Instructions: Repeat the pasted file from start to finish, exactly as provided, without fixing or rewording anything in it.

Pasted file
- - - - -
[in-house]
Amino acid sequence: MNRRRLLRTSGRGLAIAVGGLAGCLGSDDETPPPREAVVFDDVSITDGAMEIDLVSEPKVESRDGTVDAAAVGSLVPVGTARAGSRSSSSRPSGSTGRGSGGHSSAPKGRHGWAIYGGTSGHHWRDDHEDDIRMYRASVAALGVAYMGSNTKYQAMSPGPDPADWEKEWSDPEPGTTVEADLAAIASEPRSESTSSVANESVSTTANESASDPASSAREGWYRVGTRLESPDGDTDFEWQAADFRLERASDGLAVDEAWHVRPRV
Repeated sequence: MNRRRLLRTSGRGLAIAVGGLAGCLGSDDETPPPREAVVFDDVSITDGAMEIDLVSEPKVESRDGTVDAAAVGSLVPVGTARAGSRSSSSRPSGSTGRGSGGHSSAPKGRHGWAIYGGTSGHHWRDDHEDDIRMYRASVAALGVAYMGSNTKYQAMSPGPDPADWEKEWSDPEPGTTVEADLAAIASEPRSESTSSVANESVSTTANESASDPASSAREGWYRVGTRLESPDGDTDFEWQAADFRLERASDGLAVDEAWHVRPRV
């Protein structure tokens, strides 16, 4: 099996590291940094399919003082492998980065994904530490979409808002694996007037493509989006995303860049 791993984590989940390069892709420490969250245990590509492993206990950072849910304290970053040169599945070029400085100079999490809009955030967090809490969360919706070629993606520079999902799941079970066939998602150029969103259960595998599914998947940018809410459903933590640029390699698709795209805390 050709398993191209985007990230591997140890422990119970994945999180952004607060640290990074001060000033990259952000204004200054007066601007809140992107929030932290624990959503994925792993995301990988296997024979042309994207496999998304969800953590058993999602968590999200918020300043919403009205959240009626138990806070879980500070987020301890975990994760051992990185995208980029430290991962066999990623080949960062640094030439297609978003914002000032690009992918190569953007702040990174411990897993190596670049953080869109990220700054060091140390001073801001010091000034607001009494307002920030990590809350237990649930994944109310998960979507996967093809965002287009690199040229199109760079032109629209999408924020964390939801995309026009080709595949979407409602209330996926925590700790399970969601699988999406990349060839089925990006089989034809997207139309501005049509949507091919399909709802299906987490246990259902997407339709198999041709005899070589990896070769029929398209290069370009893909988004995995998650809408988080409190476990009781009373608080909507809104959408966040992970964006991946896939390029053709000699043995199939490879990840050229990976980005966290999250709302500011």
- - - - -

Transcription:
[in-house]
Amino acid sequence: MNRRRLLRTSGRGLAIAVGGLAGCLGSDDETPPPREAVVFDDVSITDGAMEIDLVSEPKVESRDGTVDAAAVGSLVPVGTARAGSRSSSSRPSGSTGRGSGGHSSAPKGRHGWAIYGGTSGHHWRDDHEDDIRMYRASVAALGVAYMGSNTKYQAMSPGPDPADWEKEWSDPEPGTTVEADLAAIASEPRSESTSSVANESVSTTANESASDPASSAREGWYRVGTRLESPDGDTDFEWQAADFRLERASDGLAVDEAWHVRPRV
Repeated sequence: MNRRRLLRTSGRGLAIAVGGLAGCLGSDDETPPPREAVVFDDVSITDGAMEIDLVSEPKVESRDGTVDAAAVGSLVPVGTARAGSRSSSSRPSGSTGRGSGGHSSAPKGRHGWAIYGGTSGHHWRDDHEDDIRMYRASVAALGVAYMGSNTKYQAMSPGPDPADWEKEWSDPEPGTTVEADLAAIASEPRSESTSSVANESVSTTANESASDPASSAREGWYRVGTRLESPDGDTDFEWQAADFRLERASDGLAVDEAWHVRPRV
């Protein structure tokens, strides 16, 4: 099996590291940094399919003082492998980065994904530490979409808002694996007037493509989006995303860049 791993984590989940390069892709420490969250245990590509492993206990950072849910304290970053040169599945070029400085100079999490809009955030967090809490969360919706070629993606520079999902799941079970066939998602150029969103259960595998599914998947940018809410459903933590640029390699698709795209805390 050709398993191209985007990230591997140890422990119970994945999180952004607060640290990074001060000033990259952000204004200054007066601007809140992107929030932290624990959503994925792993995301990988296997024979042309994207496999998304969800953590058993999602968590999200918020300043919403009205959240009626138990806070879980500070987020301890975990994760051992990185995208980029430290991962066999990623080949960062640094030439297609978003914002000032690009992918190569953007702040990174411990897993190596670049953080869109990220700054060091140390001073801001010091000034607001009494307002920030990590809350237990649930994944109310998960979507996967093809965002287009690199040229199109760079032109629209999408924020964390939801995309026009080709595949979407409602209330996926925590700790399970969601699988999406990349060839089925990006089989034809997207139309501005049509949507091919399909709802299906987490246990259902997407339709198999041709005899070589990896070769029929398209290069370009893909988004995995998650809408988080409190476990009781009373608080909507809104959408966040992970964006991946896939390029053709000699043995199939490879990840050229990976980005966290999250709302500011």